Just a Story


I recently watched the Netflix documentary on the Elisa Lam case, Crime Scene: The Vanishing at the Cecil Hotel.

It’s a bizarre and interesting case that I won’t recount here. There are plenty of places to learn about it, including the documentary. I’m more interested in talking about what the documentary says, perhaps unintentionally, about our society. And about me.

First, let’s be honest. What makes the Elisa Lam story compelling is the lurid sensationalism. It has elements of the bizarre and the macabre – the creepy elevator video, the hotel’s sordid history and seedy location, the circumstances that led to the discovery of her body. And it mixes that with what seemed at the time to be a truly baffling mystery. 

And Elisa herself made it a compelling story. Her thoughtful and guileless social media posts make her a particularly tragic victim. She seems like an innocent, idealistic child in the midst of so much craven seediness. But of course that just amplifies the core luridness of the story – a fawn-like female victim devoured by a cruel, callous world must be one of the oldest crime story tropes.

One of my personal grievances of our modern age is the increasing prevalence and acceptance of conspiracy theorists. We used to roll our eyes at them, or at best, find them amusing in a mostly harmless sort of way (remember the Lone Gunmen from The X-Files?). Back then, the worst problem with conspiracy theories was that they muddied the waters of history, blurring the lines between confirmed fact and unsubstantiated conjecture. They made it impossible to come to a consensus understanding of everything from UFO sightings, to celebrity deaths, to political assassinations.

But in the last twenty years, conspiracy theory has become a central theme to a great deal of society’s problems. Racism, misogyny, destructive nationalism – conspiracy theory is a core part of the belief system of all the purveyors of these ills. The same conspiracy fog that makes it hard to separate fact from speculation is now enveloping much more important topics than what happened to Elvis. It’s no longer funny because it’s massively damaging.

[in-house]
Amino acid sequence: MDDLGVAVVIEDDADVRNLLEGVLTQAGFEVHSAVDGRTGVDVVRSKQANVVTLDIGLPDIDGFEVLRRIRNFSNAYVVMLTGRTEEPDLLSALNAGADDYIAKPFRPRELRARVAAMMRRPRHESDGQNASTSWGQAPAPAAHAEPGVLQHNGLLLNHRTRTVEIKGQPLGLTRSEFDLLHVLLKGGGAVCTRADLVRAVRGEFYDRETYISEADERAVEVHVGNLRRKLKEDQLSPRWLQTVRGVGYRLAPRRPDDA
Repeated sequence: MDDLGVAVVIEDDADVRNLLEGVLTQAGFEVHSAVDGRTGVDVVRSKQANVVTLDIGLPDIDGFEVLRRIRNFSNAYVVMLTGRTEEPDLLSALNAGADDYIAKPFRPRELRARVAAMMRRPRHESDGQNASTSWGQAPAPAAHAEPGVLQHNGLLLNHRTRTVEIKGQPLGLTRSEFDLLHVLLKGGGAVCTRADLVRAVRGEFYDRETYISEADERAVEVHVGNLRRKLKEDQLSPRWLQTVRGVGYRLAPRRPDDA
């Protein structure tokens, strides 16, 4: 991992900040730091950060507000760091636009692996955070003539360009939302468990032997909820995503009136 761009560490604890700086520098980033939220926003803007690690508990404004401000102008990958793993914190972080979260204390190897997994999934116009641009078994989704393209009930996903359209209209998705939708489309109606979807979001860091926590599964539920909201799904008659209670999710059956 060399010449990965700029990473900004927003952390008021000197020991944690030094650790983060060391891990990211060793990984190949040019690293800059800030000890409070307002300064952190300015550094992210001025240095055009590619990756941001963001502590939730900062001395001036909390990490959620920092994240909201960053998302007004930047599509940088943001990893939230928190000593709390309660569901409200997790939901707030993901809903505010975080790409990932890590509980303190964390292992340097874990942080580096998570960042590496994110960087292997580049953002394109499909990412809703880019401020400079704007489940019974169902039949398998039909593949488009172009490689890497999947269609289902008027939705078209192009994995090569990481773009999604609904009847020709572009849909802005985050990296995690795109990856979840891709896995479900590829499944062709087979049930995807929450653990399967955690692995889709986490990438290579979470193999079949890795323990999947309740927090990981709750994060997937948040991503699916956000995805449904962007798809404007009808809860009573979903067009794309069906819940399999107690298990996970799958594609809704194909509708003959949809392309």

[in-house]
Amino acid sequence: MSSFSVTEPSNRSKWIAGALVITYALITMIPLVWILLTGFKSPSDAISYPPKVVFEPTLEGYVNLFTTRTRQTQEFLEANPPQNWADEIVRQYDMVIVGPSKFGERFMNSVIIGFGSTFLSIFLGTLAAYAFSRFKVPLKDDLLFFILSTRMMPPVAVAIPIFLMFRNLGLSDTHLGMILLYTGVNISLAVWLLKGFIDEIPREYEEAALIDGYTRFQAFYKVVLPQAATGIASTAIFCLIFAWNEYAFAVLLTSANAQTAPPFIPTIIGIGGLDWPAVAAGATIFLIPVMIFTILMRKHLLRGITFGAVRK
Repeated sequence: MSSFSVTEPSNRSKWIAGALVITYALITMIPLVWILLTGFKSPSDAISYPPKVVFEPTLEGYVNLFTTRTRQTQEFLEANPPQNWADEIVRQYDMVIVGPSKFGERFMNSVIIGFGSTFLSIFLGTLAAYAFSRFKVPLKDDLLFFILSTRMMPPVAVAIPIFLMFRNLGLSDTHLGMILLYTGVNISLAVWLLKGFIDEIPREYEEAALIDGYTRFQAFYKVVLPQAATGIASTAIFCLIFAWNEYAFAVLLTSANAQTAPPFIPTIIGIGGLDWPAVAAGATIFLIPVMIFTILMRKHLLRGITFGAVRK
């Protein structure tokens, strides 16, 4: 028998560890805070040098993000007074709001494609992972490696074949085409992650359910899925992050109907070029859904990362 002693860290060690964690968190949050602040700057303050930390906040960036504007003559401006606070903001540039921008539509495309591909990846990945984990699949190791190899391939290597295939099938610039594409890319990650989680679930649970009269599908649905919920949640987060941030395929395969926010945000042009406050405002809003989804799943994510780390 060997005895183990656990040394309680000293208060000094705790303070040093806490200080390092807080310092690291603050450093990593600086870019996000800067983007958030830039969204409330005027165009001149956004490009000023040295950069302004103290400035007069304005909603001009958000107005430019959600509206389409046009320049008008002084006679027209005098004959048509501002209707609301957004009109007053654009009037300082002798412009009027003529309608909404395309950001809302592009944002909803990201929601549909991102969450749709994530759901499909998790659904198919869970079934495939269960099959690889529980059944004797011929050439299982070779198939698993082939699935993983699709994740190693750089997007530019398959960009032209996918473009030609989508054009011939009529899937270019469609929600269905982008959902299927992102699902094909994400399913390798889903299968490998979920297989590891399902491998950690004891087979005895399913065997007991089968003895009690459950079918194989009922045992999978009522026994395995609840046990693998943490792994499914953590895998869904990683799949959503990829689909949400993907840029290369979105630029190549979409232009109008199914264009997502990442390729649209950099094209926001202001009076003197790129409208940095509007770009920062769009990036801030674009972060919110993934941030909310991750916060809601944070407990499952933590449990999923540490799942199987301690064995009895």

And so the 3rd episode of Crime Scene was particularly off-putting because it gave equal airtime and legitimacy to wildly speculative conspiracy as it did to confirmed fact. It also sympathetically portrayed these "Internet sleuths" (read: conspiracy theorists) in all their narcissistic glory. It was really irritating to see these assholes making a "pilgrimage" to the Hotel Cecil, smiling vacuously for their cell phone cameras while sneaking into Elisa’s room or riding the elevator where she was last seen alive. And it was infuriating to listen to them throw out baseless theories about what happened to her, while knowing that her grieving parents were in desperate need of authoritative, fact-based answers.

And I’ve been dwelling on another obvious but unsettling aspect to it. The documentary mined the same exploitative material as these conspiracy nimrods. In fact, it strip-mined that material, playing up the luridness in an effort to extract as much creepiness, mystery, and drama as possible to tell a good story, as if the basic facts weren't enough. Crime Scene at least had the dignity to shut down all the reckless conspiracy mongering in the final episode and just focus on the documented facts and the sad, logical explanation for those facts. And the final act did tie the story back to an innocent but troubled young woman. But not before squeezing every bit of salaciousness possible in the previous three episodes.

Finally, I was confronted with my own role in this crap. Watching the documentary fed my own morbid fascination with "the story". Maybe I had the decency not to make a hobby out of it and plan my vacations around it like these Internet sleuth cretins, but there’s no denying I shared their fascination. I felt like I needed a shower after watching Crime Scene and it's made me seriously question my choices.

For a few hours of cheap, low-grade entertainment, a family went through worse pain than any people should ever have to endure, an innocent person was mercilessly bullied and harassed, and a young woman lost her life. And it all happened. For real.

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